A US carbon tax?

by | Dec 5, 2012

Lots of Brits will, like me, have been pleasantly surprised – astonished, in fact – by Henry Porter’s Observer piece over the weekend arguing that

things seem to be changing rapidly in the US and that may just help create the circumstances for a new carbon tax, which is aimed at controlling the rise in global temperatures and which, astonishingly, might be acceptable to conservatives. The opportunity arises, however, not because conservatives have moved lockstep into Obama’s camp, but principally because of America’s vast budget deficit and the approachingfiscal cliff.

And here’s the the bit that really had my jaw on the table:

The most surprising fact in this hushed debate is that the ultra-conservative American Enterprise Institute is prepared to contemplate the idea and Grover Norquist, president of Americans for Tax Reform, has murmured that a carbon tax would not violate his principles.

Well, up to a point. In fact, while Grover Norquist had indeed made murmurings indicating some openness to a carbon tax, he’d backed away from that position very decisively more than two weeks before Henry Porter’s article (nul points for fact-checking there, Observer). Here’s Think Progress on the 13th of November:

Anti-tax crusader Grover Norquist raised a lot of eyebrows on Monday when he told National Journal that a carbon tax might be on the table if it were swapped with a cut to the income tax. “It’s possible you could structure something that wasn’t an increase and didn’t violate the pledge,” he reportedly said …

But one day later, after being criticized by the American Energy Alliance, the advocacy arm of a Koch-supported energy think tank devoted to promoting fossil fuel development, Norquist has completely reversed his statement, saying there virtually “no conceivable way” he could support a tax on carbon.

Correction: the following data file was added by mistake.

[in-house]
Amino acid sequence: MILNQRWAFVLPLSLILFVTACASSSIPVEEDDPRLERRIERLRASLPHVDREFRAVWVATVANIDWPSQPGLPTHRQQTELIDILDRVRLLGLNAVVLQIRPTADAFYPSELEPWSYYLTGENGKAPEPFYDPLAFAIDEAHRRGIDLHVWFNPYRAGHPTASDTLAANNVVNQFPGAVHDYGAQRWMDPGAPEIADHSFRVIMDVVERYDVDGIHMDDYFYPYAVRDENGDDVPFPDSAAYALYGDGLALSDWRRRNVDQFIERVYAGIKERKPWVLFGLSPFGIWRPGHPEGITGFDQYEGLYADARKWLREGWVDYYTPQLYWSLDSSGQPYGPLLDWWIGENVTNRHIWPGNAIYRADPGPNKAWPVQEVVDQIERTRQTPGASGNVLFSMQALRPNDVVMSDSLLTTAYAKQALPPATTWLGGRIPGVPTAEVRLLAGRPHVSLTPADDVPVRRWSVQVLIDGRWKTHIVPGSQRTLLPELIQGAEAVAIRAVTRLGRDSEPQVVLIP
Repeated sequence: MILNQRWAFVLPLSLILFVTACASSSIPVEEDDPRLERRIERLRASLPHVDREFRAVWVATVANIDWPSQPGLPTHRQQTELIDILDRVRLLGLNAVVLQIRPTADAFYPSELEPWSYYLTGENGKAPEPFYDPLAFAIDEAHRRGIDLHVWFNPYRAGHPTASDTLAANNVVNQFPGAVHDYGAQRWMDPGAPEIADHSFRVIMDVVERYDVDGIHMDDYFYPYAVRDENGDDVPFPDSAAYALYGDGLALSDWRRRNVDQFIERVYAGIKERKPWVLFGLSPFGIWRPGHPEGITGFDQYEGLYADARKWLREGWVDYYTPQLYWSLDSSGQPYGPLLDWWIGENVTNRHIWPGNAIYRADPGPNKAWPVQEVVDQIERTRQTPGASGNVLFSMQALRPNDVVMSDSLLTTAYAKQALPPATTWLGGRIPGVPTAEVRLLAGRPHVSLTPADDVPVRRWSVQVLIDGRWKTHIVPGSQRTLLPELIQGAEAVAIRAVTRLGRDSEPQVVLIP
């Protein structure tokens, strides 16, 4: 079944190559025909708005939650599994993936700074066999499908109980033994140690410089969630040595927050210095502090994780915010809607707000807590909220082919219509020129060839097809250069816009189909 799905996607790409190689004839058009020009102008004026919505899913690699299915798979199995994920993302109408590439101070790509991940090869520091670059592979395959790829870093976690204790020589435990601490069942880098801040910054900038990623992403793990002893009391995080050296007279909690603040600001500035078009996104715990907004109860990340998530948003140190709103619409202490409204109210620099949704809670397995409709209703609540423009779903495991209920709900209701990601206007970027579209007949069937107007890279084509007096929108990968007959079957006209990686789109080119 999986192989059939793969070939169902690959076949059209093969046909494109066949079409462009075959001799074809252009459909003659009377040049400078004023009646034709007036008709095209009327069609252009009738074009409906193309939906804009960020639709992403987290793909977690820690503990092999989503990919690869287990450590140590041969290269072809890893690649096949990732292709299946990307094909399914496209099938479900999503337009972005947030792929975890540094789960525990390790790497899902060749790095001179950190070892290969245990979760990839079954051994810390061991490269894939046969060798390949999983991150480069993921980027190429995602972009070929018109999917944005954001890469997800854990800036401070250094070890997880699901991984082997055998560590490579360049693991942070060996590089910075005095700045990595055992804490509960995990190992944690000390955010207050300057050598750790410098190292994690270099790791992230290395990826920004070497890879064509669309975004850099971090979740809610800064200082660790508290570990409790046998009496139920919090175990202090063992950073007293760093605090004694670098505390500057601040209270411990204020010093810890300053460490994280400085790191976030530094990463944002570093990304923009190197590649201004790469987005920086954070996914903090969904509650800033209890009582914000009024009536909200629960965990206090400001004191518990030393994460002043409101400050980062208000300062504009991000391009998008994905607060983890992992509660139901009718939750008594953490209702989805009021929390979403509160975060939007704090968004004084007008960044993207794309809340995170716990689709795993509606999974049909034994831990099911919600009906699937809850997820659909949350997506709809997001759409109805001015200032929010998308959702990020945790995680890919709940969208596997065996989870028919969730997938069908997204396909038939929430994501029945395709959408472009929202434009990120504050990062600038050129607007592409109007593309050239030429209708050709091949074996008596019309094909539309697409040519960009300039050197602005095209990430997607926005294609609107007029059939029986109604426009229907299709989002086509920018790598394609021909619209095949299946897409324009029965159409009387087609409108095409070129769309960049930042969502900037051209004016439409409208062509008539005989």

“Grover, just butch it up and oppose this lousy idea directly. This word-smithing is giving us all headaches,” wrote AEA in its newsletter, while promoting a newly-published study  labeling carbon taxes “political cronyism.” Americans for Tax Reform issued this statement this morning: “Americans for Tax Reform opposes a carbon tax and will work tirelessly to ensure one does not become law.”

And here’s an excerpt from a piece in The Hill two days after that:

The entire House GOP leadership team has registered its opposition to climate legislation that raises revenue, underscoring the long odds that taxing carbon emissions has in negotiations on the fiscal cliff.

The Tea Party group Americans for Prosperity greeted Wednesday’s election of the House GOP leadership team by pointing out that the lawmakers are among the signers of the group’s “no climate tax” pledge. Signers agree to “oppose any legislation relating to climate change that includes a net increase in government revenue.” They include Speaker John Boehner (R-Ohio), Majority Leader Eric Cantor (R-Va.) and Whip Kevin McCarthy (R-Calif.), who all retained their leadership posts.

All this said, it does appear that there’s increased interest in a carbon tax among some US conservatives; as Michele de Nevers and Lawrence MacDonald at CGD note in a joint blog post, there was a big turn-out for an AEI-hosted event on the issue last month – and who knows what might yet emerge from fiscal cliff negotiations as the deadline looms ever closer? Even so, it looks like it would be unwise for anyone to hold their breath for a GOP Damascene conversion on a carbon tax – more’s the pity.


  • Alex Evans

    Alex Evans is founder of the Collective Psychology Project, which explores how we can use psychology to reduce political tribalism and polarisation, a senior fellow at New York University, and author of The Myth Gap: What Happens When Evidence and Arguments Aren’t Enough? (Penguin, 2017). He is a former Campaign Director of the 50 million member global citizen’s movement Avaaz, special adviser to two UK Cabinet Ministers, climate expert in the UN Secretary-General’s office, and was Research Director for the Business Commission on Sustainable Development. He was part of Ethiopia’s delegation to the Paris climate summit and has consulted for Oxfam, WWF UK, the UK Cabinet Office and US State Department. Alex lives with his wife and two children in Yorkshire.

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